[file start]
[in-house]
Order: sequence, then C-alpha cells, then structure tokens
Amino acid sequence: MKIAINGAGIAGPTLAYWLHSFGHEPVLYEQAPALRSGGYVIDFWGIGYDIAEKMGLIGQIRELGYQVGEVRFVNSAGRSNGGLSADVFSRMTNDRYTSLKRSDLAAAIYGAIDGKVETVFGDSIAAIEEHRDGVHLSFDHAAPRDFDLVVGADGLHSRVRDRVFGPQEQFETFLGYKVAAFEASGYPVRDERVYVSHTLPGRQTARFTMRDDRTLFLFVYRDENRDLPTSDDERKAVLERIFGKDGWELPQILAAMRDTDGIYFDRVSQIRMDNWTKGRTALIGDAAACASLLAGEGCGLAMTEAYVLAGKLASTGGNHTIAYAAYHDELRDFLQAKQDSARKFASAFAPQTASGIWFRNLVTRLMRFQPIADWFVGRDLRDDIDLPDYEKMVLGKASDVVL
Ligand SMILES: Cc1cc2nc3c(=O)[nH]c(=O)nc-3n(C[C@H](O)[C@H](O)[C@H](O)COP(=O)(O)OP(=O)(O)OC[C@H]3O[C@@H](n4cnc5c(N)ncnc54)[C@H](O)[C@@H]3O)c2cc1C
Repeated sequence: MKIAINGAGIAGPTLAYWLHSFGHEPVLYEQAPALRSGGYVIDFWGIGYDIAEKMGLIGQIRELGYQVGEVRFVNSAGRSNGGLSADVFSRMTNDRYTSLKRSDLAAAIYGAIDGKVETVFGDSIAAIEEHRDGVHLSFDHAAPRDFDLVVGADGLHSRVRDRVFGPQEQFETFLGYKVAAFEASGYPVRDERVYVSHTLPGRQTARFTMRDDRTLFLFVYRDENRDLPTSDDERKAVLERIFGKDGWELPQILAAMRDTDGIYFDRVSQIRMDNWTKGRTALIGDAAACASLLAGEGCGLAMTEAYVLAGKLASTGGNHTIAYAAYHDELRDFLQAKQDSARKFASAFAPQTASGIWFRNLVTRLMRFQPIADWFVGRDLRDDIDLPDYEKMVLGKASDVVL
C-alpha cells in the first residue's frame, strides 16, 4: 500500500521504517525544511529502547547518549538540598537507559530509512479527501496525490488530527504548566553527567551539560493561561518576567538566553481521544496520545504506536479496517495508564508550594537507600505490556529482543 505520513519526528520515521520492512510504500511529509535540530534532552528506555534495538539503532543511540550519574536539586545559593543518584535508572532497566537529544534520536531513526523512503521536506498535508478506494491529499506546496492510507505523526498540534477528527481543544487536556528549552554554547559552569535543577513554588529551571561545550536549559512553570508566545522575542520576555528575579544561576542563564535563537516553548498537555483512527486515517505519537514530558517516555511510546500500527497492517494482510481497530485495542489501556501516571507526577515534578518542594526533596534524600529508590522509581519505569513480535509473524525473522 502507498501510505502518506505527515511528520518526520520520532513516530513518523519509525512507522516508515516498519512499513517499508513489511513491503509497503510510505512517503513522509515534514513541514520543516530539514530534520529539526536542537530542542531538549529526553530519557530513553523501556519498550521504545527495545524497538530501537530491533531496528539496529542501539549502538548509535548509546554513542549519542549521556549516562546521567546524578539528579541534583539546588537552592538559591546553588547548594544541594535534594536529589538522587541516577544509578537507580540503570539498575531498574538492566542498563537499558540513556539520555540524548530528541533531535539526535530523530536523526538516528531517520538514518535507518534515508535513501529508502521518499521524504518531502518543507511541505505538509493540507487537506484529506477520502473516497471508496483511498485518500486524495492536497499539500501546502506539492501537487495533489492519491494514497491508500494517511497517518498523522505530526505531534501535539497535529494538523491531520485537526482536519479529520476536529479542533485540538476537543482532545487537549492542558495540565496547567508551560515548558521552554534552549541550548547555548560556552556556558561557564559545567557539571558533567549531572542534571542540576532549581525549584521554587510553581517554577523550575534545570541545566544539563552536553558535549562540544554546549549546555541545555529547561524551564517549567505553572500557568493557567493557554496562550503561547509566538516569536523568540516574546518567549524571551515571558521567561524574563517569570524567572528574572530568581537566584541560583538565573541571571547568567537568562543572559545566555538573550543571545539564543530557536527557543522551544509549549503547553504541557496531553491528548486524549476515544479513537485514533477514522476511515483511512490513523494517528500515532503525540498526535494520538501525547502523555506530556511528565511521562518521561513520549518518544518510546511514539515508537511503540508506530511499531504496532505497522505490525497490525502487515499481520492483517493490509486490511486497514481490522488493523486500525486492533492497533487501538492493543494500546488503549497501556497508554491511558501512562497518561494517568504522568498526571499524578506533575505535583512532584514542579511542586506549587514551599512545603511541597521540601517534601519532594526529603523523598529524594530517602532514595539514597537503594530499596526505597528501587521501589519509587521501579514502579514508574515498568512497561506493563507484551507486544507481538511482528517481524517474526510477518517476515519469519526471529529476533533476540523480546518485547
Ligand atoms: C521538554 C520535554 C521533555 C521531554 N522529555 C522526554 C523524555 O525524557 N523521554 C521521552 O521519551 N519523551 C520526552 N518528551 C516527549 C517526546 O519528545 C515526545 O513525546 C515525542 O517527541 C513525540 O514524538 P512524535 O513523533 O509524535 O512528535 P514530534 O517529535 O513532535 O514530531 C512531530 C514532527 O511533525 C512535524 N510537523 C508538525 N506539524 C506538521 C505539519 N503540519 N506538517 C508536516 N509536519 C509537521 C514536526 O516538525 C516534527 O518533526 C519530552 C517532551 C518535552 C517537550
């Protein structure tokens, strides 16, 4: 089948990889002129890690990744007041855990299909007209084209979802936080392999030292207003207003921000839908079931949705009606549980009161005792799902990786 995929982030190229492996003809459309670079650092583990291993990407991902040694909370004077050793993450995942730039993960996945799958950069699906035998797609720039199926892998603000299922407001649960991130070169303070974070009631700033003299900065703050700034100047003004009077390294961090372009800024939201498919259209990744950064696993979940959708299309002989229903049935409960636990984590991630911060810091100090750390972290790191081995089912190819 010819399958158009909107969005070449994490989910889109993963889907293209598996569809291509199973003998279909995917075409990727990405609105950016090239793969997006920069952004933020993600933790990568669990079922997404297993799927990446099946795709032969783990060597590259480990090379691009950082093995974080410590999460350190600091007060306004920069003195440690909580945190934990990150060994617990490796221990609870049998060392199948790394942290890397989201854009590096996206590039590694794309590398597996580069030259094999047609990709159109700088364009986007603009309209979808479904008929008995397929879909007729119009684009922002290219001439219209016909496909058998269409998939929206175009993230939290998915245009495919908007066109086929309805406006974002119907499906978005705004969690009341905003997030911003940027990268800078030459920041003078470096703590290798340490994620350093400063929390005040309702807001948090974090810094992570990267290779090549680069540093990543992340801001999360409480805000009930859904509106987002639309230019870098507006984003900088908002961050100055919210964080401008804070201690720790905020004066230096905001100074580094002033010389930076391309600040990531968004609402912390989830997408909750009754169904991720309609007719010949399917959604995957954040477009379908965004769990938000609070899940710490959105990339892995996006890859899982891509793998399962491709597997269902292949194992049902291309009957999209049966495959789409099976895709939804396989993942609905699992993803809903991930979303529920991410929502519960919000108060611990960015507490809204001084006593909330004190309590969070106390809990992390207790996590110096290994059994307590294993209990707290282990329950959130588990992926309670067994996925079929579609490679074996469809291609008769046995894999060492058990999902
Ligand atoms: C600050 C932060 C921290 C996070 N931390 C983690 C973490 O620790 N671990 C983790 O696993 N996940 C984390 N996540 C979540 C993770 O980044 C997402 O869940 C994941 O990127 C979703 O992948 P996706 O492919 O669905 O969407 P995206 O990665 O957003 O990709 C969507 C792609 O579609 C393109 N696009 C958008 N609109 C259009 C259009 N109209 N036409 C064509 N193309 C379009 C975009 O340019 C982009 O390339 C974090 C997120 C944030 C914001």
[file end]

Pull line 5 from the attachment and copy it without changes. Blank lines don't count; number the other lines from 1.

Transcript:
Repeated sequence: MKIAINGAGIAGPTLAYWLHSFGHEPVLYEQAPALRSGGYVIDFWGIGYDIAEKMGLIGQIRELGYQVGEVRFVNSAGRSNGGLSADVFSRMTNDRYTSLKRSDLAAAIYGAIDGKVETVFGDSIAAIEEHRDGVHLSFDHAAPRDFDLVVGADGLHSRVRDRVFGPQEQFETFLGYKVAAFEASGYPVRDERVYVSHTLPGRQTARFTMRDDRTLFLFVYRDENRDLPTSDDERKAVLERIFGKDGWELPQILAAMRDTDGIYFDRVSQIRMDNWTKGRTALIGDAAACASLLAGEGCGLAMTEAYVLAGKLASTGGNHTIAYAAYHDELRDFLQAKQDSARKFASAFAPQTASGIWFRNLVTRLMRFQPIADWFVGRDLRDDIDLPDYEKMVLGKASDVVL